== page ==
Several months ago Laura Heyman, a professor in the Transmedia Department at Syracuse University, asked us if we could help support a project she had planned for the Ghetto Biennale in Haiti. We have a small endowment fund to support mid-career artists and decided that this would be a worthwhile project to support, and we offered her our assistance.
André Eugene, Jean Hérard Céleur, Rònald Bazile, Pierre Isnel Destimare, Leah Gordon, and Myron Beasley organized the Ghetto Biennale in Haiti’s capitol Port-au-Prince to ask the question, “What happens when first world art rubs up against third world art?” Heyman joined an international group of artists who started with this basic question, and the Biennale took place November through December of 2009.
For her project Heyman was interested in exploring formal portraiture that followed the example of artists like Mike Disfarmer, James Van Der Zee and Seydou Keita, who used the commercial and utilitarian aspects of their practice to portray their subjects with a consideration and respect that was both clear-eyed and beautiful.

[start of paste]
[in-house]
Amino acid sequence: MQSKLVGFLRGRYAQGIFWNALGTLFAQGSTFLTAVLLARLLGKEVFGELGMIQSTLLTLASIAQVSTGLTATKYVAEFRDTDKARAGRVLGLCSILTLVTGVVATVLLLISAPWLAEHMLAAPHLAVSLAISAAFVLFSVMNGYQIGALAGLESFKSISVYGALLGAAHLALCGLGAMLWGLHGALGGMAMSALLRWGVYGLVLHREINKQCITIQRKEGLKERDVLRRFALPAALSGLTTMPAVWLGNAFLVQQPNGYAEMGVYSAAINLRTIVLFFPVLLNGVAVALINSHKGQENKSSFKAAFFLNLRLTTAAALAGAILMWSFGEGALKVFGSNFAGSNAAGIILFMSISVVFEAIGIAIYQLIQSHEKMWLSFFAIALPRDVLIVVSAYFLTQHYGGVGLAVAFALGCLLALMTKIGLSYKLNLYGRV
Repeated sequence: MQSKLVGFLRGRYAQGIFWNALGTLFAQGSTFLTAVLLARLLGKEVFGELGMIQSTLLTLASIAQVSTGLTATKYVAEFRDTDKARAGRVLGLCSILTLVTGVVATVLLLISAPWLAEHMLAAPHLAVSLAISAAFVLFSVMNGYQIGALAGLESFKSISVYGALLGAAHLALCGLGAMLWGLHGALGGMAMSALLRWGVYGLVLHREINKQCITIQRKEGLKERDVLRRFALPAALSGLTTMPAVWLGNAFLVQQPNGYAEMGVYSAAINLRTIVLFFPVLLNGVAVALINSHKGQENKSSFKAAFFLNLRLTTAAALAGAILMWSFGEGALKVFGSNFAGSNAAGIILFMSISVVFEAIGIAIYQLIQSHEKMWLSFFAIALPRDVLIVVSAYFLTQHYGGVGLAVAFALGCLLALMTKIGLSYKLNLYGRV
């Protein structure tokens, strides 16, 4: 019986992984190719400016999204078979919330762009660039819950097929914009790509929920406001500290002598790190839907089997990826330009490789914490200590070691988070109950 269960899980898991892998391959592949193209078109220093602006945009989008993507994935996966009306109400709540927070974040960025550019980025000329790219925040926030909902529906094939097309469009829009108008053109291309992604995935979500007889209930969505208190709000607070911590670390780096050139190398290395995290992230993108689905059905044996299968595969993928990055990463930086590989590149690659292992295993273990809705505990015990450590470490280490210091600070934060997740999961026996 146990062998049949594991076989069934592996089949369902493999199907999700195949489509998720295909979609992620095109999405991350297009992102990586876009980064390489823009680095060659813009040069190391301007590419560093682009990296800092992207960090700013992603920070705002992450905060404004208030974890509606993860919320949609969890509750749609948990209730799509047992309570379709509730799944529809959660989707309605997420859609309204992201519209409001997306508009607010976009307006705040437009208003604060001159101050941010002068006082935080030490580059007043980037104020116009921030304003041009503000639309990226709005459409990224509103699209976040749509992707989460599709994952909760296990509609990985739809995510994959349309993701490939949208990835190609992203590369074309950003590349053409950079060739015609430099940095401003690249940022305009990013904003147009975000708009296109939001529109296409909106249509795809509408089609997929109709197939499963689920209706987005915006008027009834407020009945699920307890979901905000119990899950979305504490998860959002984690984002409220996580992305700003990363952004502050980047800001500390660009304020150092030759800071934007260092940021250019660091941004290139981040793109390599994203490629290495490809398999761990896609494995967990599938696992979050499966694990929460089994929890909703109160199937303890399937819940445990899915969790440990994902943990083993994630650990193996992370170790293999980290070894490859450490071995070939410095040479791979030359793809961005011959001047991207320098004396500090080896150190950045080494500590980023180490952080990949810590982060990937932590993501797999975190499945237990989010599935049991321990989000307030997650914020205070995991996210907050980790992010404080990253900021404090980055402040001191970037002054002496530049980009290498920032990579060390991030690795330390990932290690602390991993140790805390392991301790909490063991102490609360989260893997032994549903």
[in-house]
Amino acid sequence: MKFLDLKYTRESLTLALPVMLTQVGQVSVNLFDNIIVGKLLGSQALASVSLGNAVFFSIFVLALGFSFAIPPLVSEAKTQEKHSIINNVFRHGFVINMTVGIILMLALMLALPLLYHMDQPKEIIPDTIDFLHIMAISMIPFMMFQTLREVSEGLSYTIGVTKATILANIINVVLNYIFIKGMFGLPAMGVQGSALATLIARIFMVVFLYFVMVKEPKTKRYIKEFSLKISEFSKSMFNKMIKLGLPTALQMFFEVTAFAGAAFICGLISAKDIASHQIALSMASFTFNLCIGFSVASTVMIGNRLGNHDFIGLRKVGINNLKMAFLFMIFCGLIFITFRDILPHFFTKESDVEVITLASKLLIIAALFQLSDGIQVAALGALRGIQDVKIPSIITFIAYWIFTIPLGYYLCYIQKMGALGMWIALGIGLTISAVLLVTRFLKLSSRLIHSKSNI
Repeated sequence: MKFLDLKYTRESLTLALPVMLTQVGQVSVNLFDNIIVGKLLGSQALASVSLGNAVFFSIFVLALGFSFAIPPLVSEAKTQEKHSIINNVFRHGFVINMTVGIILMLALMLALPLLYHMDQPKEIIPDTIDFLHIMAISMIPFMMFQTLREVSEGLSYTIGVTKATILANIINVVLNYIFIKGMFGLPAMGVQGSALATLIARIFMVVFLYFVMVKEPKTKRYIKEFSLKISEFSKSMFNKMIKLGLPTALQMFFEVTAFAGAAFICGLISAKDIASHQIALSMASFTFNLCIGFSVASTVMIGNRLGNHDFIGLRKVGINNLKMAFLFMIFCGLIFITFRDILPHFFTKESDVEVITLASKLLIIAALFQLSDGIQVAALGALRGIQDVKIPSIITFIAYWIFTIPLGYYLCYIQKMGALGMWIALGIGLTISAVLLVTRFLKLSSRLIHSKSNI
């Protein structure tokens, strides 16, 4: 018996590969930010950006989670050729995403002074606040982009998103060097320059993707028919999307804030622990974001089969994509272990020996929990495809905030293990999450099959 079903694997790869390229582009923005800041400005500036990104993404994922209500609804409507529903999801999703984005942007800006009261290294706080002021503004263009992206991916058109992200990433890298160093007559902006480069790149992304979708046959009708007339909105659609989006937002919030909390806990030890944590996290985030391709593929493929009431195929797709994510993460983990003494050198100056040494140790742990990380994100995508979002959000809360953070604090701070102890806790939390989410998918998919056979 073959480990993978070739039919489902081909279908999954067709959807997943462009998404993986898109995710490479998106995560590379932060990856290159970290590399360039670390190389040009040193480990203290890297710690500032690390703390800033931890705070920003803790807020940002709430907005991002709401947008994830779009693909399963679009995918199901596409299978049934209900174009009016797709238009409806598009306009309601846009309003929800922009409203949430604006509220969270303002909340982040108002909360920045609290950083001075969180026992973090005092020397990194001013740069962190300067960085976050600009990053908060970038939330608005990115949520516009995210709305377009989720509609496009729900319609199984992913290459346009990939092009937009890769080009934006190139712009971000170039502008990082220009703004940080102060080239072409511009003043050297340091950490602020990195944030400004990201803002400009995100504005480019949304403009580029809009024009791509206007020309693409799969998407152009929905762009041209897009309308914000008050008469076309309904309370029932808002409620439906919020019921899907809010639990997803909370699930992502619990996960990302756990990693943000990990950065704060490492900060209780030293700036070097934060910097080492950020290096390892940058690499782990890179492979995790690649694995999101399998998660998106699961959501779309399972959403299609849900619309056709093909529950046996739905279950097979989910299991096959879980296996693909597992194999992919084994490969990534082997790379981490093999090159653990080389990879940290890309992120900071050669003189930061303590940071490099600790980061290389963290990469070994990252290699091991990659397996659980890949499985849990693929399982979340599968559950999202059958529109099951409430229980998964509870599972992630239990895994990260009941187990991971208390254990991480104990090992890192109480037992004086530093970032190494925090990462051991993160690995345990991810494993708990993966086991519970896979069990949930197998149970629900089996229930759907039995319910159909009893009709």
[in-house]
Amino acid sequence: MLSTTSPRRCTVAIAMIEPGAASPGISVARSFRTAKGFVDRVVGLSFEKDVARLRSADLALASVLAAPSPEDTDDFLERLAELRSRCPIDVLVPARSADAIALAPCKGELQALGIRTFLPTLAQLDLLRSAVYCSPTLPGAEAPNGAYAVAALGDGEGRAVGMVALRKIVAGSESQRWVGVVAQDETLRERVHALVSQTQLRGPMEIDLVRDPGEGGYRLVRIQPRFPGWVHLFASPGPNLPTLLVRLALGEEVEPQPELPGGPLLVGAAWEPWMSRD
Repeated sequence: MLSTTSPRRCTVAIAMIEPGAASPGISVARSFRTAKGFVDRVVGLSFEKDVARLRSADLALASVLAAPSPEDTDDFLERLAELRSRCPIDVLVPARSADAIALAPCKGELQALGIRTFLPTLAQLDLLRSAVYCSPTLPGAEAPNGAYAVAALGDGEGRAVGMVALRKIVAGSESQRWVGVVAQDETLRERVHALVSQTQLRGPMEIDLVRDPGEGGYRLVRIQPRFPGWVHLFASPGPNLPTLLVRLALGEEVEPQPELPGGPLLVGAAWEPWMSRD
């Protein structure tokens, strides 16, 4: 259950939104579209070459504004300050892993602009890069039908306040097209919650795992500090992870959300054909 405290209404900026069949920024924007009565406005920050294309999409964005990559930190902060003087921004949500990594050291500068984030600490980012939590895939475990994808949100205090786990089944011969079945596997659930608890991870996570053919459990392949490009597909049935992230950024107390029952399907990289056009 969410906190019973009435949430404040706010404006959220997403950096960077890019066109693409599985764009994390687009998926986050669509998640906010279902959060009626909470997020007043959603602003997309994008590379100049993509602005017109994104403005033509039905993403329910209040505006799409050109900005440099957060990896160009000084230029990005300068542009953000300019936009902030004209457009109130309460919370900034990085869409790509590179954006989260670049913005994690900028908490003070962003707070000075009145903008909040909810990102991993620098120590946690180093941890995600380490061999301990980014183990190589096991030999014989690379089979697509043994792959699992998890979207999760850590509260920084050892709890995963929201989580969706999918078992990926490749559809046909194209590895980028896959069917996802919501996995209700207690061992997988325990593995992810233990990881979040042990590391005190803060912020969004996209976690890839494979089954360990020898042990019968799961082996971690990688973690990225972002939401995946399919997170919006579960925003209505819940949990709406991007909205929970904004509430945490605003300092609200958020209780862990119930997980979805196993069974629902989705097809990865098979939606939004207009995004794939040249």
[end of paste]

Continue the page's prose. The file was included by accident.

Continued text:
Aware of the many cultural complexities of representation she had many questions, candidly stating, “I was highly conscious of everything that stood in the way of a real exchange between a subject from the first world and a subject from the third world—race, class, opportunity and lack of opportunity, agency, the ability to move freely through the world; all of the things that make communication difficult, as they are always present, but rarely discussed. […] What I found when I arrived in Haiti was that I was working within a community of fellow artists and their families and neighbors.”
Less than a month after Heyman returned from Haiti, the devastating earthquake struck causing unimaginable destruction and loss of life. Heyman is planning to return to Haiti within the next several months to offer her small part to the relief effort and to extend her project that has now become part record and part memorial.
This Fall Light Work will exhibit work from her project in our main gallery and publish the work in an issue of Contact Sheet. A selection of Heyman’s black-and-white portraits can now be viewed on Light Work’s website along with Heyman’s artist statement and a list of organizations that need donations for the ongoing relief and recovery efforts.
Image: Laura Heyman, Margaret Denis, 2009